I’ve been looking through my old race reports trying to find the answer to that question. I remember driving home from many bike races with Penny asking over and over again, “why do we do this?” The only answer I can remember coming up with was “because we can.” The fact that we could do something that most people didn’t have the nerve to attempt made us who we are. If we gave in and acted “normal” we wouldn’t be the people we are, and in spite of the never-ending torture we had fun, made life long friendships and learned more than anyone can imagine.
This is why I am confused. I don’t understand why so many of you are having a hard time making the commitment to succeed physically. Every day someone says, “I’d really like to loose some/run a/ride a _____ someday.” Someday? When is Someday?
Let me ask you, every day you have things that you need to get done, correct? You do your best every day to clear your to-do list, you go to work, feed the kids, see friends, laundry… Those things are your priorities, your daily commitments or “goals.” Some of those things are fun and some you do because you have to. Either way you succeed because you’re committed.
Why is it not the same when it comes to achieving a fitness goal? Are you afraid of making a fool of yourself and failing? Are you afraid it will hurt? Maybe you fear that it will infringe on your social schedule or time with your family?
Seriously, when was the last time you heard of someone making a fool out of him or her self while attempting to better themselves? Yep, if you decide to cut calories or train for an event it may cut into your cocktail hour, but it’ll open new doors that will more than make up for the ones it hinders. The pain, yep, pushing your body does hurt a little but it’s not that bad and it really does make you stronger, healthier and hotter!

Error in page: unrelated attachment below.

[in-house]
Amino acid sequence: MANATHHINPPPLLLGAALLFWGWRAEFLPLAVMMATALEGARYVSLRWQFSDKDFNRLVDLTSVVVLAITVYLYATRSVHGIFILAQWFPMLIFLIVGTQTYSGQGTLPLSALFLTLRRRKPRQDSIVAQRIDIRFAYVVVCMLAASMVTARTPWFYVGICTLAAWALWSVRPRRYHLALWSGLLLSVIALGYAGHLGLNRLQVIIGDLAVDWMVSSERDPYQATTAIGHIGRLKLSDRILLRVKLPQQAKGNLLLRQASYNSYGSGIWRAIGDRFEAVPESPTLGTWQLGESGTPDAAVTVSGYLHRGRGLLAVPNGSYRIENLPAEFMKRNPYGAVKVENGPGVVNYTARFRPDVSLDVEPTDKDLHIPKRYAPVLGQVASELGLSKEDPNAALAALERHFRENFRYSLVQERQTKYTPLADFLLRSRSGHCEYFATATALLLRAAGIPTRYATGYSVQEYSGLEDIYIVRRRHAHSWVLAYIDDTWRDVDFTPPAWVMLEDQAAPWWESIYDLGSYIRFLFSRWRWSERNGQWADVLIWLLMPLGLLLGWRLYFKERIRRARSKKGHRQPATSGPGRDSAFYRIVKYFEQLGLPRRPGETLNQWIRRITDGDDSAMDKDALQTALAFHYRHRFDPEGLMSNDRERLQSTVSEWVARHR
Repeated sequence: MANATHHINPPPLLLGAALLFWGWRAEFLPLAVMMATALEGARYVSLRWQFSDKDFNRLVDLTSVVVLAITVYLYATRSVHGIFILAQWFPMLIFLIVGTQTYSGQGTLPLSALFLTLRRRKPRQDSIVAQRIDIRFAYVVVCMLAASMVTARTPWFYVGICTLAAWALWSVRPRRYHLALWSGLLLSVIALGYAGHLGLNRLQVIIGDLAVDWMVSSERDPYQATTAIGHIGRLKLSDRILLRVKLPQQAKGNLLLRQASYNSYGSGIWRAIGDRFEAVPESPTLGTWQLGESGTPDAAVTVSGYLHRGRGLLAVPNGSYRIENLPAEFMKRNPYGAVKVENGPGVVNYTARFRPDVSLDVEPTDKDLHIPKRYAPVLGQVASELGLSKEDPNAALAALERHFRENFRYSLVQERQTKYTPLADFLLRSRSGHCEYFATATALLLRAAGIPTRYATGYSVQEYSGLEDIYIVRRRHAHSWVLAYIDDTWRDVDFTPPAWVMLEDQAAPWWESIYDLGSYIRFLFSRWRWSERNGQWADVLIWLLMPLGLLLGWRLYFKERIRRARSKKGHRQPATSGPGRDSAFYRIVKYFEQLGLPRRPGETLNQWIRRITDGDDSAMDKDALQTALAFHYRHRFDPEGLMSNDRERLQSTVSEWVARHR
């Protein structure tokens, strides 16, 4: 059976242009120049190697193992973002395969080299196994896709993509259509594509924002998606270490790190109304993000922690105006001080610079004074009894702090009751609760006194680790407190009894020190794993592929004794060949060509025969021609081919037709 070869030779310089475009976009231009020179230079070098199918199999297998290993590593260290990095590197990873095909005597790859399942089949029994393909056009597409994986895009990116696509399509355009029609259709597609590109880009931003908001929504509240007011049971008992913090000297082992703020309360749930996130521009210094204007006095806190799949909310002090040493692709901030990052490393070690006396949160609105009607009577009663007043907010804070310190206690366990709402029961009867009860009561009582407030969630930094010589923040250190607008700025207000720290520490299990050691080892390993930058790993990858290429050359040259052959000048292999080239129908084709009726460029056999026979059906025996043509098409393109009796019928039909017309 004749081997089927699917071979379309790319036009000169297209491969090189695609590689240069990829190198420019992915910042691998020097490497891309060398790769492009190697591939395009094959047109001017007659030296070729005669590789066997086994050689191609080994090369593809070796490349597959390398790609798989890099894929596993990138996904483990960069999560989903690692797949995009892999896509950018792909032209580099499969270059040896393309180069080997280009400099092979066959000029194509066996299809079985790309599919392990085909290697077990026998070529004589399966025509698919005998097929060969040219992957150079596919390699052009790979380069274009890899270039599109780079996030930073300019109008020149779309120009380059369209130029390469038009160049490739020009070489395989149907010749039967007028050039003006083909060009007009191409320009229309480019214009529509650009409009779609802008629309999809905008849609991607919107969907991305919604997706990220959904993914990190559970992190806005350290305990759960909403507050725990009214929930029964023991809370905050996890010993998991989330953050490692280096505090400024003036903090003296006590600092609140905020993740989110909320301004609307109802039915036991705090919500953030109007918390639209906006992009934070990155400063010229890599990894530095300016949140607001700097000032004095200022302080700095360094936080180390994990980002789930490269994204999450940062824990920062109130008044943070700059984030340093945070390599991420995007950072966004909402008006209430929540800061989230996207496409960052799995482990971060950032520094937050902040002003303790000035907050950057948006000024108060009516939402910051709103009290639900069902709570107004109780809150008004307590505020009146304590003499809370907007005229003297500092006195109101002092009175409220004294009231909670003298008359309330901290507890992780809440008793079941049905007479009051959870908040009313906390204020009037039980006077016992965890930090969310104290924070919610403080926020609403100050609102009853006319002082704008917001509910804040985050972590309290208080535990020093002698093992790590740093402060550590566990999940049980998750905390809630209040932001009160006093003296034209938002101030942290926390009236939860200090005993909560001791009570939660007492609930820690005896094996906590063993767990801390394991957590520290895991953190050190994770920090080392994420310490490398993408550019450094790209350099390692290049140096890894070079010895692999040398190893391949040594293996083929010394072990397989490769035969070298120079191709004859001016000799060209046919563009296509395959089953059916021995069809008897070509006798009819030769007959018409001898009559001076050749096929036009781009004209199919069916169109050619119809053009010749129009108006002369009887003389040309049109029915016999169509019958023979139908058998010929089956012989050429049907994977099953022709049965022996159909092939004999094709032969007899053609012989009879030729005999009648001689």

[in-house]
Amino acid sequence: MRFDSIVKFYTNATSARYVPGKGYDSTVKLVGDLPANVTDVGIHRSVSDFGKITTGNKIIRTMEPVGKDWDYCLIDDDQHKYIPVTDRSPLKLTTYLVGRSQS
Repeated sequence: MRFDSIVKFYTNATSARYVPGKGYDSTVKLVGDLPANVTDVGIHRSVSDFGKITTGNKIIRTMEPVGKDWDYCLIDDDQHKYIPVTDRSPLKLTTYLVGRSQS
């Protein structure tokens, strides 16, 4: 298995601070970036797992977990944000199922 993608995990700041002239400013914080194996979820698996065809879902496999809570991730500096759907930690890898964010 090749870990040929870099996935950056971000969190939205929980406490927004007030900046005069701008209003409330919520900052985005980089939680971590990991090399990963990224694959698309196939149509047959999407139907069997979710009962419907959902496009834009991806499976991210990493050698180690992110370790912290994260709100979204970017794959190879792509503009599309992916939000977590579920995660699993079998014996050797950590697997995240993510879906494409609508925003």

Maybe you should think of your goal is just another thing on your daily to-do list.
Example; say you sign up for the Fight for Air Climb. With that you know that you need to build your endurance so that you can complete the event, and climb 52 flights of stairs. So, on your to-do list goes the daily tasks that you need to accomplish in order to get yourself to event day. It’s the same mindset you use for making dinner. On your to-do list is the question of menu, shopping list, grocery shopping, cooking and finally achieving your goal of eating dinner. See, it’s easy!
Don’t over think it. Decide what you’d like to do. Figure out the steps to get there. Take the necessary steps and don’t stop till you get there. All you gotta do is commit, focus, succeed and celebrate!
March 1, 2011 at 12:44 pm
Interesting post – thanks for offering it up. Laundry is a much easier commitment than training for 1,197 steps. Sleeping in is an easier option than a 6am run. Losing weight takes time, will power, restraint, effort. Eating a Girl Scout cookie? Ridiculously easy.
I do see your point. Maybe we (at least I) don’t set the goal for fear of failure? Inertia is easy. Training isn’t easy, but it does feel great.
I need more of that “feels great”…let’s see what I can commit to!
As always, thanks for the post!
March 1, 2011 at 12:54 pm
I see your point, although “easy” is not a rule that I personally like to live by as I find “easy” to be boring. “Easy” is much too easy and very limiting, don’t you think?
March 1, 2011 at 1:08 pm
Easy can be boring. And lazy. And sometimes…just what I need. In small doses, of course. Wouldn’t want to live my whole life that way. Snoooooore.
You have a strong passion for physically challenging yourself which I should take as inspiration!